In demand from Covid centers which need to keep replacing beds
At the height of the pandemic in Kerala, fashion designer Lakshmi Menon heard that every new Covid care centre had to have 50 beds. Mattresses were in short supply. Every time a patient was discharged, the mattress had to be incinerated. “I thought: that’s a lot of mattresses and a lot of burning,” said Menon.
Menon’s solution was to collect the mountains of plastic pieces from factories that make PPE – all the little bits left over after cutting. Women then braid the bits into rope-like plaits 6 ft long. The braids are laid out in a zigzag and the ends tied together. The result is a light, soft, washable, hygienic mattress for just 300 rupees – half the price of a normal one.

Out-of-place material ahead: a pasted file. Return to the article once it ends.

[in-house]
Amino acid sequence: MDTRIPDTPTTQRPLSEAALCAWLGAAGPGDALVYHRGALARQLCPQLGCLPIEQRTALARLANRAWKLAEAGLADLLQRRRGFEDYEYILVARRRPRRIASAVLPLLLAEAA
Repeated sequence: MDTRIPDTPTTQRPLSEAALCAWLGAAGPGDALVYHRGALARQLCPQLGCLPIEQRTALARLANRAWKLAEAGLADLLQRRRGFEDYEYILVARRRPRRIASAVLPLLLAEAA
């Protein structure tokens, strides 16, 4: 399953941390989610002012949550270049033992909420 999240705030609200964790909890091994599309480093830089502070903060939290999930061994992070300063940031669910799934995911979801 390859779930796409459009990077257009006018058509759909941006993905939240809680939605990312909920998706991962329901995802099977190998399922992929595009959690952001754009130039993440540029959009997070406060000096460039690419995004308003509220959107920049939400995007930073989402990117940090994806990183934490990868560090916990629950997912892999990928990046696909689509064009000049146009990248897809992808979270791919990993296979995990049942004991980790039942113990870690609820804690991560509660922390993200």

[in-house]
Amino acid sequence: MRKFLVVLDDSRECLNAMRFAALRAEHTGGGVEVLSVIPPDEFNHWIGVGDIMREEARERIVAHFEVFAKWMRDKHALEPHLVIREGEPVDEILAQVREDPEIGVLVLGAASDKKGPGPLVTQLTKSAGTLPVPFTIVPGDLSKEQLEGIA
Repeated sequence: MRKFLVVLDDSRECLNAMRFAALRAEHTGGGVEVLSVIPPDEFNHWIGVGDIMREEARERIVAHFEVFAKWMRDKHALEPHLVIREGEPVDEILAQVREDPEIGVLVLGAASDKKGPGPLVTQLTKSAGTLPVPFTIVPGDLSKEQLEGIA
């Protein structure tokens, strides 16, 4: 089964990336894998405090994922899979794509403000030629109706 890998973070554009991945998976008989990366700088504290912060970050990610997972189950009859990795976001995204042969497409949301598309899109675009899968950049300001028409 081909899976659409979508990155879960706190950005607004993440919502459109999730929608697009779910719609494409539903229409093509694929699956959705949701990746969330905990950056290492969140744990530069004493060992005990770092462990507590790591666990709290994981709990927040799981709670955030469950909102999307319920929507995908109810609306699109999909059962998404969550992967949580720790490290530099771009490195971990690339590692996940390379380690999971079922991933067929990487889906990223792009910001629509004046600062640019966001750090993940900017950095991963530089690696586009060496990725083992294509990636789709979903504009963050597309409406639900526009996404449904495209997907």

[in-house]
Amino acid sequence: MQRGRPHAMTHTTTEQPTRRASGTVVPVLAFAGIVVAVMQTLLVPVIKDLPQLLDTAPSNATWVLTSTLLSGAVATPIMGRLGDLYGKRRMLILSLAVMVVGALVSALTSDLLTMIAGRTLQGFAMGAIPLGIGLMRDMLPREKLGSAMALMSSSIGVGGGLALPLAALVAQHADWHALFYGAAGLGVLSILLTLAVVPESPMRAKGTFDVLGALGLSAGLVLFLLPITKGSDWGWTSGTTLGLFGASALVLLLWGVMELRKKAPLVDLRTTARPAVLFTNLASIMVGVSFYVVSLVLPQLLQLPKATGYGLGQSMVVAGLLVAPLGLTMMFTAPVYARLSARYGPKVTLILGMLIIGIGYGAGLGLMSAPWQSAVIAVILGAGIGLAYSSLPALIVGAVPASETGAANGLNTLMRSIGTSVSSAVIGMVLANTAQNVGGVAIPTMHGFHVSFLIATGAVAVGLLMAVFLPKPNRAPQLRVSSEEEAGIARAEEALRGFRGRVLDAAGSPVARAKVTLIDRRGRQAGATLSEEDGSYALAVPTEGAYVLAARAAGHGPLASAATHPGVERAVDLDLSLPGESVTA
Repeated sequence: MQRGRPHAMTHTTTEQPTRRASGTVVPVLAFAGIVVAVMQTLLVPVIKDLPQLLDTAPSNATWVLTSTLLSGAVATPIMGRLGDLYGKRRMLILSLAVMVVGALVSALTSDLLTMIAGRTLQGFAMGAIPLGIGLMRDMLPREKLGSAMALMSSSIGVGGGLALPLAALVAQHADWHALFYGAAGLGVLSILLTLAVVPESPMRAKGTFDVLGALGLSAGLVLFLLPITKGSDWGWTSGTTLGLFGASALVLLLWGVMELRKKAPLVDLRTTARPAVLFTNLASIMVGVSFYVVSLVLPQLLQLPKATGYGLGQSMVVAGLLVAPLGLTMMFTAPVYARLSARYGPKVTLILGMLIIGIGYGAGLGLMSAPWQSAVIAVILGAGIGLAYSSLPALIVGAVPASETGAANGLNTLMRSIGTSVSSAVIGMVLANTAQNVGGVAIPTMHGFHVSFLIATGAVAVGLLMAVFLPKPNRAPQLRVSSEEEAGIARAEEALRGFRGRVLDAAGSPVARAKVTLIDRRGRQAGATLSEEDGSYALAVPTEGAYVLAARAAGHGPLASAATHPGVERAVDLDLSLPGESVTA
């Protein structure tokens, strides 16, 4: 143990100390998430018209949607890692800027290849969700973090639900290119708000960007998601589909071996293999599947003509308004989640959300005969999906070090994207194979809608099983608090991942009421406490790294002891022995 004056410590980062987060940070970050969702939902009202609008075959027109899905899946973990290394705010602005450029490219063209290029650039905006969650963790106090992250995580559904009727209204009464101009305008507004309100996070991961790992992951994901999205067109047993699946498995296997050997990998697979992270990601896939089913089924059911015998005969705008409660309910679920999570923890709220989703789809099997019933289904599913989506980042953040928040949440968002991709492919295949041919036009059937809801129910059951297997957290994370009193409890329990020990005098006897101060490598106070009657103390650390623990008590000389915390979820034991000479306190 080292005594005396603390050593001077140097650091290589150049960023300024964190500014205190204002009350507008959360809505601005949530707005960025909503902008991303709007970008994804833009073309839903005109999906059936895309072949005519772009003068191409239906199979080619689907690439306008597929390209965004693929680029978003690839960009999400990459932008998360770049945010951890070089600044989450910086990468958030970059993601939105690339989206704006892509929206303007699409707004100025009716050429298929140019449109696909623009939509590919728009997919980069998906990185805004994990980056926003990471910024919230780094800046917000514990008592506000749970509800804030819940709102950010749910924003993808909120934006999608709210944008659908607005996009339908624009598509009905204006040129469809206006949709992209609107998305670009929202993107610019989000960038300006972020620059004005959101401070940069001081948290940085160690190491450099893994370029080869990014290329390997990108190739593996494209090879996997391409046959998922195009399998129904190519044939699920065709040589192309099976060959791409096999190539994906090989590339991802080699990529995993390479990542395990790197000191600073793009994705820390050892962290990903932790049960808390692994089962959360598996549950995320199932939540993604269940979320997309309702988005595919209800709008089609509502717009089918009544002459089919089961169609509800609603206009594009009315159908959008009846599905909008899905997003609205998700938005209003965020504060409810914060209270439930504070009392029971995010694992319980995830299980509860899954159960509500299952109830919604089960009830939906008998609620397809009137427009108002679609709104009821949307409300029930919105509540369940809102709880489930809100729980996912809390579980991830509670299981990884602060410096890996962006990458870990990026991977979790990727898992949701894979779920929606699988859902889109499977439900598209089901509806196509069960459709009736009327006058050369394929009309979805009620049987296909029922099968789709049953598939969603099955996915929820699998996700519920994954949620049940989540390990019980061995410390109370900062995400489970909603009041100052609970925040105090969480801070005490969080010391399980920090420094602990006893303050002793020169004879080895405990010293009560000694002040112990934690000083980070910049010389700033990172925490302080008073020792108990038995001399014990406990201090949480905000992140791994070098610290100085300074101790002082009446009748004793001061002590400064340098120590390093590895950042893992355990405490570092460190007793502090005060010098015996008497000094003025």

Apart from the Covid centres that have bought them, Menon is working with NGOs to provide shayyas to homeless shelters and rough sleepers on the principle that “everyone deserves a good night’s sleep”. India’s 1.7 million homeless people normally sleep on the ground, usually on a thin mat.